I’ve been seeing reminders popping up from previous Pemberton Music Festivals, which was sad due to the cancellation of this year’s. It made me think about some of the shots that I took from last year, and this one always gets me. It appears that Noel does not like photographers.
Say what you will about Billy Idol. He’s been doing this rock and roll thing for a long, long time and still being Billy Idol like it’s nobody’s business.
I was very fortunate to get some of the best shots I think I’ve ever had the opportunity to shoot when it comes to concert photography. This one would be my favorite during his performance at the Pemberton Music Festival in July of 2016.
See more photos in this Pemberton Music Festival 2016 on flickr.
Last Thursday, Rebecca and I saw Death Cab For Cutie at Pacific Coliseum with opening acts Ra Ra Riot and New Poronographers. Thanks to some appreciation from Live Nation and our social media endeavors, we got a photo pass to send me into the pit at the front of the stage for each band.
Unfortunately, traffic made us too late to catch Ra Ra Riot, but the New Pornographers put on a really great performance, in their hometown no less. My time inside ended as they kicked into “Use It”, but their set was pretty fantastic from what I got to hear.
The highlight of the night was certainly Death Cab For Cutie, a band that I’ve been following for a number of years, from their indie label days to their hefty deal with one of the big boys. This was certainly a treat, but shooting from the front of a stage that’s about five feet high and in low light wasn’t easy.
This was my first time seeing these guys in all the years I’ve been following their music. A funny story is when I was at SXSW in 2003, I was doing the typical bounce around the city one of the nights to see as much live music as I possibly could. If you’ve been to Austin, TX during the madness that is SXSW, you know how this goes.
Death Cab was a band that I had played a number of times and really liked during my days at KRUI, but I wasn’t completely familiar with their library of tunes nor really knew what they looked like. After seeing another one of my other favorite acts, Shiner, I was supposed to link up with our whole crew from the station at the Death Cab For Cutie performance a few blocks away. Of course, this is SXSW, so getting from one part of the city to another, in a town that you’ve never been to before, with all sorts of loudness and craziness coming from what seems like everywhere, I ended up in the wrong venue.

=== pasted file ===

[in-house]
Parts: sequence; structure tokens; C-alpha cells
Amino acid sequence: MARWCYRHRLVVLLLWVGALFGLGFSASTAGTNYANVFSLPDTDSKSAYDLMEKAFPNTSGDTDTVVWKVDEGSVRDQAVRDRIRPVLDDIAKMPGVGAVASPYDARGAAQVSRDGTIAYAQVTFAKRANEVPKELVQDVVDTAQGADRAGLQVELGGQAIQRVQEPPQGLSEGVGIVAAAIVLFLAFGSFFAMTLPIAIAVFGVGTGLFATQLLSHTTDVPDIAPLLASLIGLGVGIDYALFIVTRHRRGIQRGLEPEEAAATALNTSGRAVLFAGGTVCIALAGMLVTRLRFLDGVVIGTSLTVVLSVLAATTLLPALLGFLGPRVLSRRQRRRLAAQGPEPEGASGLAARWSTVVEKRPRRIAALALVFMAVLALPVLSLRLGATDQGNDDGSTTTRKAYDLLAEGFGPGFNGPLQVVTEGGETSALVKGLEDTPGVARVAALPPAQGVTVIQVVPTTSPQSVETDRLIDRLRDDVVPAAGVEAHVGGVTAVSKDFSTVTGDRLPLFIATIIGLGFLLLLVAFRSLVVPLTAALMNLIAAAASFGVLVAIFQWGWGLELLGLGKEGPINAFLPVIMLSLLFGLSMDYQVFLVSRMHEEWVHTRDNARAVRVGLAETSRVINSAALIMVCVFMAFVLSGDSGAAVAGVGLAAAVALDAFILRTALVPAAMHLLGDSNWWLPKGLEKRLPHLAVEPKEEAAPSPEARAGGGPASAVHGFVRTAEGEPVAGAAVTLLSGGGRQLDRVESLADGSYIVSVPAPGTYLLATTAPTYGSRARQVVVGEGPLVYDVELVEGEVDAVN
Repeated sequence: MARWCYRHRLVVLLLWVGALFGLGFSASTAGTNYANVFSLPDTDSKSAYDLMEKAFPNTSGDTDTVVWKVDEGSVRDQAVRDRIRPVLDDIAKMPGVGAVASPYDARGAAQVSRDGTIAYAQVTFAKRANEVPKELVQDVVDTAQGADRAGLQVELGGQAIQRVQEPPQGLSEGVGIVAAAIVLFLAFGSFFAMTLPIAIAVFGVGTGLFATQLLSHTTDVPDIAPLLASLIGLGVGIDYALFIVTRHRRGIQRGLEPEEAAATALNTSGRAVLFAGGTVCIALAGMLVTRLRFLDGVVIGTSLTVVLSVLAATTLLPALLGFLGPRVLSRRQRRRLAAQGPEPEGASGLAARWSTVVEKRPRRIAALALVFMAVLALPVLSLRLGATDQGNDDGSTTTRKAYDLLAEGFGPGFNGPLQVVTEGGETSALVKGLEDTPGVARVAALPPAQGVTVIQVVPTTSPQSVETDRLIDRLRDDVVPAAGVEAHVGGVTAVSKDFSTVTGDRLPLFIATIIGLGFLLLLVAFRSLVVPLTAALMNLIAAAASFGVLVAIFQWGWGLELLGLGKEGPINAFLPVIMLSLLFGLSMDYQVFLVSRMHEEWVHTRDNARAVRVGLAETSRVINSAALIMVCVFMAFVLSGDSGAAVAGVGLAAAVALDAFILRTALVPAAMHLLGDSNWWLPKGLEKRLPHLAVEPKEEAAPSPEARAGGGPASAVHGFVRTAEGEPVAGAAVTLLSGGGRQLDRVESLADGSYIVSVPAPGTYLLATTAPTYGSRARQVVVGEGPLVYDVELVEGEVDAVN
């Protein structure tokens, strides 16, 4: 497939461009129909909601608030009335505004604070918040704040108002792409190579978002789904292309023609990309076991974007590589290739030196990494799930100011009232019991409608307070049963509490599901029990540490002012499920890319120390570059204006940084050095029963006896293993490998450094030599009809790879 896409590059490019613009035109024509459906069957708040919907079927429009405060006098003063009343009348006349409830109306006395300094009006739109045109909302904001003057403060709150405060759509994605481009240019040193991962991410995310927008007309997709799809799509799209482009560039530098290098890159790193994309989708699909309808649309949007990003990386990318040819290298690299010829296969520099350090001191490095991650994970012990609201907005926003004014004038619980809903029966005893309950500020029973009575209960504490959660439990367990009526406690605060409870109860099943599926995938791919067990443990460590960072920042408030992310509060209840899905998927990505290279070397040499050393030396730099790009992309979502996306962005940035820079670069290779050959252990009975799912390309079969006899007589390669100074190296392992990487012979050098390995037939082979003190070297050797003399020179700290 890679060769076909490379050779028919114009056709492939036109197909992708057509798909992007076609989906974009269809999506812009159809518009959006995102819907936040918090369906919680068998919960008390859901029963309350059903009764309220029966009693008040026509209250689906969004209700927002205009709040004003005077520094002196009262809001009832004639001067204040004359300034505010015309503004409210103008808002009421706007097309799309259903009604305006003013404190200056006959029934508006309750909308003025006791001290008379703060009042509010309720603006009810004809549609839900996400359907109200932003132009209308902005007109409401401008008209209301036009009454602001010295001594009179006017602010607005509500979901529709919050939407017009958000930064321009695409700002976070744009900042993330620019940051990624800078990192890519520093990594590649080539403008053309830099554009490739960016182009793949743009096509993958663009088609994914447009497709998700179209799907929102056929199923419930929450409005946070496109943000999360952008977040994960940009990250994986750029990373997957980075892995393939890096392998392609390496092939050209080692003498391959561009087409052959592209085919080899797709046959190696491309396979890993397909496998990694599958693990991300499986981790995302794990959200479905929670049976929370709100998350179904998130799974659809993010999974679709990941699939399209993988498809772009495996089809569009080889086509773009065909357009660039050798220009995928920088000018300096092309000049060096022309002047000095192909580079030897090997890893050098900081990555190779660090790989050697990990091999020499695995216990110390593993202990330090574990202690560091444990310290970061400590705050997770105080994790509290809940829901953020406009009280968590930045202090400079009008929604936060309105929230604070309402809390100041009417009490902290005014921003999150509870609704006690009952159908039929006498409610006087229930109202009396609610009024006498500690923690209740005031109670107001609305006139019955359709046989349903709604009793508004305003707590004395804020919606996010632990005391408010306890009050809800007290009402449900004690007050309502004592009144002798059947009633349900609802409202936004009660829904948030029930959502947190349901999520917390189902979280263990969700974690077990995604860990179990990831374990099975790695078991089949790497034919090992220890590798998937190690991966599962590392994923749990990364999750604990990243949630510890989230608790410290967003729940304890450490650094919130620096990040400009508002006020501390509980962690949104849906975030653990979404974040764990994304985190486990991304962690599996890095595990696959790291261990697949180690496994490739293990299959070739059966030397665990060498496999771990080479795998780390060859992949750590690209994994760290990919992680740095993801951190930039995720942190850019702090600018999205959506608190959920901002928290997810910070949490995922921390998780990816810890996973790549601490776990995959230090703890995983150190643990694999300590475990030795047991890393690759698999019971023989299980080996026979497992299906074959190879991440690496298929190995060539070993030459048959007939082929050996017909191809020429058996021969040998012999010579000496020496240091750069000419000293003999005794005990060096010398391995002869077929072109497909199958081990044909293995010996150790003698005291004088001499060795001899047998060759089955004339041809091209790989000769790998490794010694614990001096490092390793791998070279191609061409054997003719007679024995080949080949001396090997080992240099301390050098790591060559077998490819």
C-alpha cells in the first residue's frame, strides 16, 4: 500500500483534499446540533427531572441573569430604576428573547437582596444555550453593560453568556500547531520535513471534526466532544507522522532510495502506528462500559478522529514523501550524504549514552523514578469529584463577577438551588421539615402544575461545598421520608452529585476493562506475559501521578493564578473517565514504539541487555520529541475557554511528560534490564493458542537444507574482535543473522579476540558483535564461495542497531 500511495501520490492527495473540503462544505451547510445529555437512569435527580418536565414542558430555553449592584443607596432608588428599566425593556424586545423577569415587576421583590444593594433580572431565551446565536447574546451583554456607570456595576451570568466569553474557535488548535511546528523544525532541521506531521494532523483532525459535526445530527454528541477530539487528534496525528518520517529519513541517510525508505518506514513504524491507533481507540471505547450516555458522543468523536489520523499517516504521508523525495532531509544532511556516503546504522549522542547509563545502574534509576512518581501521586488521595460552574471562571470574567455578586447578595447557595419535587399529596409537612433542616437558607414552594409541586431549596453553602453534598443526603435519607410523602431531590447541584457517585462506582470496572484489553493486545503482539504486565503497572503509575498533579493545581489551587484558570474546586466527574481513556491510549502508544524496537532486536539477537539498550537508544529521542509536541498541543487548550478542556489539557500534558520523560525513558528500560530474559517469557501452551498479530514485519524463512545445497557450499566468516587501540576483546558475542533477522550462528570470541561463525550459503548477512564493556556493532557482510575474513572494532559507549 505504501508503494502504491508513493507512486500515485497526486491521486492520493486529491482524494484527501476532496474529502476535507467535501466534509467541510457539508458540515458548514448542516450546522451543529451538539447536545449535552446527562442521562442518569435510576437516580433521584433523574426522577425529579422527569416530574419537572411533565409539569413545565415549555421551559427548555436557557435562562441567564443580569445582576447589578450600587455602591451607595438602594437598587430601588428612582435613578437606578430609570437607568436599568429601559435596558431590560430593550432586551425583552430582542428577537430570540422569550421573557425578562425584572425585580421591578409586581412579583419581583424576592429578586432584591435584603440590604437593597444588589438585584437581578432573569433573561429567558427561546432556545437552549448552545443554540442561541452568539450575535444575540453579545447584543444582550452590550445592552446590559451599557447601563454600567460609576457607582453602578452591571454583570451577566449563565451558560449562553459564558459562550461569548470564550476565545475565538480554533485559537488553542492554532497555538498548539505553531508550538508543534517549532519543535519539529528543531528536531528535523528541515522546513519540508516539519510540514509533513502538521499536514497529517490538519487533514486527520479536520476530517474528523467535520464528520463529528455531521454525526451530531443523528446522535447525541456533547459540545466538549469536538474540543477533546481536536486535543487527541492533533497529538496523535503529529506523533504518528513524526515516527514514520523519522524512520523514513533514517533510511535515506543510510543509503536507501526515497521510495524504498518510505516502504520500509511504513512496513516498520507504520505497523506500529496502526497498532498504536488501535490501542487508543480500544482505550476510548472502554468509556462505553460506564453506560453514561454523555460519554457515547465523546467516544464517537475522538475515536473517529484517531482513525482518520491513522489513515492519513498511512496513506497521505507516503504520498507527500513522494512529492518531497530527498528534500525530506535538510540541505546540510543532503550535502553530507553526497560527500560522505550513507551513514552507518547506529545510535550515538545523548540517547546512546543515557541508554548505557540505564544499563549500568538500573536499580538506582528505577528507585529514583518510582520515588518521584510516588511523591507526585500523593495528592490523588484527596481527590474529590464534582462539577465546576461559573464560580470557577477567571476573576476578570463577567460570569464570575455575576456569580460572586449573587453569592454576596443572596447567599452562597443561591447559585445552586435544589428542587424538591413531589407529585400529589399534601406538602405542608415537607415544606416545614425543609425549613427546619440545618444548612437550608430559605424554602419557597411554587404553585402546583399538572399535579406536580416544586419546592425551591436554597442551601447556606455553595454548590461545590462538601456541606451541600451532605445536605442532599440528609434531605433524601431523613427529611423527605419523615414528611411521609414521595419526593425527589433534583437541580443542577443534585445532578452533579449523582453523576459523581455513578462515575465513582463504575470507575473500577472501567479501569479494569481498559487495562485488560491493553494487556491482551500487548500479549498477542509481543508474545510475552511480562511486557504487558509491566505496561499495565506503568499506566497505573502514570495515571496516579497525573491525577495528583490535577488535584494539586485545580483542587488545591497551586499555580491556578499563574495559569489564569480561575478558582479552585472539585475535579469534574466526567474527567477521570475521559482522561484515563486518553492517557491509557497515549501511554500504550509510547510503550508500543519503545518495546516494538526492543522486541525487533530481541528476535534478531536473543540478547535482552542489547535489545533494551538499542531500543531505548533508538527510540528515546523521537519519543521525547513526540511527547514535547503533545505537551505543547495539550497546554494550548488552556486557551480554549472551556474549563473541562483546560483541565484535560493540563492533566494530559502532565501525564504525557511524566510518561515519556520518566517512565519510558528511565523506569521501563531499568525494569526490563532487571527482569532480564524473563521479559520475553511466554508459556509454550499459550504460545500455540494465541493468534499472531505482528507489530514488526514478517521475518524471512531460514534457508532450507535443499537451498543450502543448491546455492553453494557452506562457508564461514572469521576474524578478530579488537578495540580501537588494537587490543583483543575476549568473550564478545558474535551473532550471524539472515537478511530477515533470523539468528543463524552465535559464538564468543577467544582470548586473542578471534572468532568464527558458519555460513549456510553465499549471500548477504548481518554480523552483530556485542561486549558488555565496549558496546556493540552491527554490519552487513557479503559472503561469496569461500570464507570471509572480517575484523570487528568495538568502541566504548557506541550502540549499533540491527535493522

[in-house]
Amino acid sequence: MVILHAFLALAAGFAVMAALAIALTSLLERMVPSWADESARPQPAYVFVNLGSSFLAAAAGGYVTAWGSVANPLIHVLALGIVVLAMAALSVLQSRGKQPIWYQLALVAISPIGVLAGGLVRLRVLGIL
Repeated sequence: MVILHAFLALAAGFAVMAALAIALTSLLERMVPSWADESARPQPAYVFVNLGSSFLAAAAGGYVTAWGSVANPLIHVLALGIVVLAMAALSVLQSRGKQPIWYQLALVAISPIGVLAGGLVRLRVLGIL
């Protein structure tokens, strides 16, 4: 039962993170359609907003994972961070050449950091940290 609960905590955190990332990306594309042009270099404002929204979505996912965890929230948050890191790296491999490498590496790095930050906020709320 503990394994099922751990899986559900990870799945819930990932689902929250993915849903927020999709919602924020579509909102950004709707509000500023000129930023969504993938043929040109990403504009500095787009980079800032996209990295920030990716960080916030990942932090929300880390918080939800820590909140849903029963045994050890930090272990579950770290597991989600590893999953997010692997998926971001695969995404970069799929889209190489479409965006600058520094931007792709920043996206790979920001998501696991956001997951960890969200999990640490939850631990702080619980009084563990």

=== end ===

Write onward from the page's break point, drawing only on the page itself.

The odd thing is, the act on stage, who I thought for a brief moment was actually Death Cab For Cutie, was actually The Promise Ring. Those guys were amazing, and I’m really thankful I made this mistake because they ended up calling it quits not too long after (splitting up to another act worth checking out, Maritime, comprised of members from another favorite band but now also defunct, The Dismemberment Plan).
Death Cab For Cutie put on an amazing show that I got to finish watching from my seat. They played a lot of good stuff from their first few albums, which are probably my favorites in terms of their catalog. The sound was also excellent, something that is often not so great in large venues like this. Still, there is a large part of me that wishes I could see them perform in a small venue during those earlier days in Austin.
You can see all my photos from the show on Flickr.
Rebecca was contacted by the fine folks at the city of Surrey to be a media co-sponsor for their Canada Day events in Cloverdale. July 1st saw nearly 40,000 people crowd onto the Cloverdale Millennium Amphitheater grounds to play games, see stilt walkers, get their faces painted, and see a jam packed line-up of musical acts on the main stage, including the likes of Rymes With Orange, The Payola$, and Loverboy.
Events like this tend to find me with media access for the both of us, and of course that means I have to take my camera along with. You can read all of Rebecca’s coverage of the event [Surrey Canada Day 2008: The Schedule, Morning Recap, The Music], but the following are some of my favorite shots that I took.
Will is a really amazing musician. See him live if you can because you must.
That’s Mr. Bob Rock[wiki], ladies and gentlemen, in the flesh.
You can see all 104 photos on Flickr. Shooting outdoor events can be a lot of fun, but it doesn’t change the fact that it’s loud in the photo pit, not to mention the sweltering heat on that day. Sometimes I feel intimidated by being surrounded with folks that have larger and much more expensive photo equipment, but the pictures that come out from my endeavors tend to speak for themselves. It’s not what you got that matters. It’s how you use it, and I’m doing my damnedest to learn my camera and get better with every shot.